Saudi Arabian Prosecution Service: Failure to Give Required Vaccines to Children Under 18 Is Abuse

One of the more hotly debated issues, in the global welter of reporting (and misinformation) about COVID-19 vaccines, is whether children below the age of majority should be given the COVID-19 vaccine.  Even as infection from the Delta variant is surging among children in multiple countries, a Kaiser Family Foundation poll recently calculated that approximately half of parents are holding off on COVID vaccinations for their children and found “significant opposition to schools mandating the vaccines for children ages 12-17.”

In the midst of this global debate, the Saudi Arabian Public Prosecution Service (PPS) has taken an exceptionally bold step to ensure that children receive all required vaccinations, including COVID.  According to Arab News, the PPS has declared that every child under age 18 “has the right to be vaccinated against diseases and failure to do so amounts to abuse.”   This statement is firmly based in Saudi law.

Article 1 of Saudi Arabia’s Child Protection System, any failure to provide a child’s “basic needs or failure to do so, including: physical, health, emotional, psychological, educational, intellectual, social, cultural and security needs” is considered neglect.  The Child Protection System also provides that a child must be provided with vaccines “as specified by the relevant health authorities and in accordance with the scheduled dates and periods prescribed in this regard.”  Under Article 3/3 of the Child Protection System, not completing a child’s required health vaccinations is considered abuse or neglect.

Moreover, Article 18 of the Child Protection System directs the relevant authorities to take “all appropriate measures” for “[p]revention of infectious and dangerous diseases of the child” and “[s]upporting the school health system to play its full role in the field of prevention and health guidance.”  In that regard, the Saudi government has previously directed that only fully vaccinated students could return to the classroom when the new school year begins at the end of August.

Under Saudi law, providing vaccinations to a child is the duty of the child’s father or guardian, and authorities “are obliged to create a medical file for every child to register the required vaccinations and the development of his or her health conditions.”  In addition, school health or substitute health authorities are required, at least annually, to conduct periodic medical checkups for school students throughout pre-university education levels.

This announcement by the PPS is not surprising, in light of the global surge of the Delta variant and the fact that only 30 percent of Saudi Arabia’s population has received full COVID vaccination.  Nonetheless, few countries are likely to take as strong a position on child COVID vaccination as Saudi Arabia has – at least until after clinical trials, perhaps this fall, further establish that children can safely be vaccinated and health authorities can establish how great a risk COVID continues to pose to children.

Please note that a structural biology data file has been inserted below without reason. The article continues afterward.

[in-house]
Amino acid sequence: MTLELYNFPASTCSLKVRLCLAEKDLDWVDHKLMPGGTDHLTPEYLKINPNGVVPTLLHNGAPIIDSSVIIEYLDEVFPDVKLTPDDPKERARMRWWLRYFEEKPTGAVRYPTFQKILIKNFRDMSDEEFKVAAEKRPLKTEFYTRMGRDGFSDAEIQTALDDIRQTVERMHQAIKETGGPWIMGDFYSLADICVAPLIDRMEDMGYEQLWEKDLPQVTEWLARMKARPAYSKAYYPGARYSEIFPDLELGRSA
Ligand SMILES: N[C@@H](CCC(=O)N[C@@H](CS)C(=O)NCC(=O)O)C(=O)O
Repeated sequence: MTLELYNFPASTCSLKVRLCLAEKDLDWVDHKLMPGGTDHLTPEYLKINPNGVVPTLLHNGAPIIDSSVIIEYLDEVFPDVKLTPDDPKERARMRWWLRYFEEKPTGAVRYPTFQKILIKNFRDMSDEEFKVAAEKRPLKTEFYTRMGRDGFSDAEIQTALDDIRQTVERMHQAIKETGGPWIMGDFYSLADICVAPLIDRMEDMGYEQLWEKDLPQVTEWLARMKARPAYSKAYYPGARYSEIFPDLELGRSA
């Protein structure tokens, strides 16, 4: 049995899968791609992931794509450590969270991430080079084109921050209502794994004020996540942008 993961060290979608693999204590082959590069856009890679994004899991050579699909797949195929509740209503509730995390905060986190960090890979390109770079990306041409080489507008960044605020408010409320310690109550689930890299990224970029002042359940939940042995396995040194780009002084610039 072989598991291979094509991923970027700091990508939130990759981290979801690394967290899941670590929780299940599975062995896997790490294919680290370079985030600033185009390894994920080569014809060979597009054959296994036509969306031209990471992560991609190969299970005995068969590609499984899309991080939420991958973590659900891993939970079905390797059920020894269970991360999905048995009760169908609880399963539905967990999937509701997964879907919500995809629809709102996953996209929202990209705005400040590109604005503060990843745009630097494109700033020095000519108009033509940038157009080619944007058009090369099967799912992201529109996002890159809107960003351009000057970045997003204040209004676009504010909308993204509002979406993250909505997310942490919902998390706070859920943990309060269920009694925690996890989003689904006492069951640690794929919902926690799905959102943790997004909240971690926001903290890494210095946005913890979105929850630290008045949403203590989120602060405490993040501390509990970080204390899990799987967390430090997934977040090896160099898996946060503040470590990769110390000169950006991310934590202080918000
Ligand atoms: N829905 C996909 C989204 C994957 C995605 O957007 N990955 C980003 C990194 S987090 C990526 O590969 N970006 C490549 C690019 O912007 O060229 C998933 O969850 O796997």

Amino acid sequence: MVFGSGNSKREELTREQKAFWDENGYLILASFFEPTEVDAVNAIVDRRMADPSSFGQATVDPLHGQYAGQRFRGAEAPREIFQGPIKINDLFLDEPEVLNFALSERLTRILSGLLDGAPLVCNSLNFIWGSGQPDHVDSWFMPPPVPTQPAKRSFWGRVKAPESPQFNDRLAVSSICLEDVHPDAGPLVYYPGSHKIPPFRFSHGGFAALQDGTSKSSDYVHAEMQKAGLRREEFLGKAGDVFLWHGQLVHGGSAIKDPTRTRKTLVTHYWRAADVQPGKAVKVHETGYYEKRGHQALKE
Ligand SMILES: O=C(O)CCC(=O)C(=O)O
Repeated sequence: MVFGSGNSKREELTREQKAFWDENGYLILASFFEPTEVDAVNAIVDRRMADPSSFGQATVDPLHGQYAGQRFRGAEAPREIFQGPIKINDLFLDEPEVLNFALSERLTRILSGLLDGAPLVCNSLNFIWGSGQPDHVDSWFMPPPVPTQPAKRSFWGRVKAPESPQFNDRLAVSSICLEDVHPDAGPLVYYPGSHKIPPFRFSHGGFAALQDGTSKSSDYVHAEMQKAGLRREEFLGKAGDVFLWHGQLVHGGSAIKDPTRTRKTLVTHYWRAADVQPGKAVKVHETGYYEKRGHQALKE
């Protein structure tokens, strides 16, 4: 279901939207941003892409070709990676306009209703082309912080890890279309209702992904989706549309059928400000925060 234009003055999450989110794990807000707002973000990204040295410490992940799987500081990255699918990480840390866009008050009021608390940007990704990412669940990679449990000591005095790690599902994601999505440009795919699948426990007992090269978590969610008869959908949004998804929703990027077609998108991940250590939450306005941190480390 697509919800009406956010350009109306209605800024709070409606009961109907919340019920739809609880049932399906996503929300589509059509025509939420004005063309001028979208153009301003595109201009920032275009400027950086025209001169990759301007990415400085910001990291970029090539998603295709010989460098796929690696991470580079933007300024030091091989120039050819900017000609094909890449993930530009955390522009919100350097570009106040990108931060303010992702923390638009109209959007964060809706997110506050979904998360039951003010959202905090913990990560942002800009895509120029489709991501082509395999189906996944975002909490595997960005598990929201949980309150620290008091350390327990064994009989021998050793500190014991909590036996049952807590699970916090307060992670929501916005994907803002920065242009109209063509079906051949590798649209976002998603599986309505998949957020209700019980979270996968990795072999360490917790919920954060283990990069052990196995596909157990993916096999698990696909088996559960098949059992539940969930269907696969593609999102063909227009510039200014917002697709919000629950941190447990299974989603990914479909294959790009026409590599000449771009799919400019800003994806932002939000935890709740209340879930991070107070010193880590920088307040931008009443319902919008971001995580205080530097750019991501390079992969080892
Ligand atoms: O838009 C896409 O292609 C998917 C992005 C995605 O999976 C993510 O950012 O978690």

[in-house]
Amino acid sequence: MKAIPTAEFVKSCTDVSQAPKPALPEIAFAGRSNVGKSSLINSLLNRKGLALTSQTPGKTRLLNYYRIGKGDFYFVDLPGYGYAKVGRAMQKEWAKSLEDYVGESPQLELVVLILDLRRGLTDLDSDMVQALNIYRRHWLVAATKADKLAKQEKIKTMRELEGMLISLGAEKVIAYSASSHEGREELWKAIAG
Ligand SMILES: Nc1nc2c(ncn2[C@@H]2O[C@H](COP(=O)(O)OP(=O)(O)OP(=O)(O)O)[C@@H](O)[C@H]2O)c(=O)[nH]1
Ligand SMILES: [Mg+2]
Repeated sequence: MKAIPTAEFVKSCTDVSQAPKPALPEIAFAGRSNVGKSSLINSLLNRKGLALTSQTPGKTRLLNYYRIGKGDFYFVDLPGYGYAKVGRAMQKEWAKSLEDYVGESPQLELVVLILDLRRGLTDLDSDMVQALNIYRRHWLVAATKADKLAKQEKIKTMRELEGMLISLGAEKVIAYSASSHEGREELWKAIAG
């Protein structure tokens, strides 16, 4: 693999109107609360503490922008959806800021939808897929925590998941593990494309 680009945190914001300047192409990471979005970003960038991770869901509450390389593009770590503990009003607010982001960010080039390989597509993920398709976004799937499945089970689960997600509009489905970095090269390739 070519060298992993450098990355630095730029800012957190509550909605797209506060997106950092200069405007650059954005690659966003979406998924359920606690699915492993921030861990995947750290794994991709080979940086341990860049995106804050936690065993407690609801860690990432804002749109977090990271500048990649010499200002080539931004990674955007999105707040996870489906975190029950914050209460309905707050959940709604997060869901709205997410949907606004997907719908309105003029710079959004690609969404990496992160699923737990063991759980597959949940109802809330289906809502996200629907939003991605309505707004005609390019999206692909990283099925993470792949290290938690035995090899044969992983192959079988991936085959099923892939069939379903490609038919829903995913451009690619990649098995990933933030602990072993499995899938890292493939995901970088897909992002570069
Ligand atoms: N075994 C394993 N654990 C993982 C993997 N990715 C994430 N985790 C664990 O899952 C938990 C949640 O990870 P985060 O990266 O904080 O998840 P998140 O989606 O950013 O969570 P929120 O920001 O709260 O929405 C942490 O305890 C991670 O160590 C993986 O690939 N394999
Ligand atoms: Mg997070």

UK Financial Reporting Council Reports Increases in Investigations and Enforcement Division

Over the past year, the United Kingdom Financial Reporting Council (FRC) has been showing substantial vigor in its efforts to oversee auditors, accountants, and actuaries.  In addition to the widely publicized £15 million fine against Deloitte and sanctioning of two former Deloitte partners in relation to Deloitte’s audit of Autonomy Corporation’s financial reporting, the FRC has been seeking a joint-record £15 million fine against another leading audit firm, KPMG, relating to KPMG’s role in the sale of mattress company Silentnight and recently declared, in its annual audit quality inspection results, that nearly one-third of audits that it inspected “still require improvement.”

The FRC’s Annual Enforcement Review 2021, published July 29, provides a detailed review of the FRC’s commitment to increased enforcement.  The Review noted that the FRC had opened more investigations in the past year than the previous two years combined, had an increase in the number of open investigations/enforcement actions at year end, and a 44 percent growth in its Enforcement Division.  In particular, it stated that the FRC had opened 95 cases in the preceding year (compared to 88 in 2019/20 and 46 in 2018/19), and closed 103 cases in the preceding year (compared to 83 in 2019/20 and 53 in 2018/19).

The Review also reported on a number of misconduct-related “themes” that it identified from concluded investigations of accountants over the past six years:

  • Accountants’ fraudulent use of company funds;
  • Misleading financial reporting (e.g., fabrication of revenue streams, wrongly recognizing revenue, premature recognition of revenue, inappropriate capitalization of costs, failure to account appropriately for bad debts, and inappropriate categorization of liabilities as operational rather than financial);
  • “[I]ncorrect and sometimes reckless work” by management on goodwill; and
  • Management misleading auditors, for example by withholding key information and even providing false documents.

Chief Compliance Officers in United Kingdom accounting, auditing, and actuarial firms should peruse the Review, and use specific examples of firm and individual misconduct cited in the Review in their internal briefings and training materials.  While the future leadership of the FRC has yet to be determined, firms should expect that the FRC will remain vigorous in its enforcement work as it moves toward transformation into a still more robust and independent regulator, the Audit, Reporting and Governance Authority (ARGA).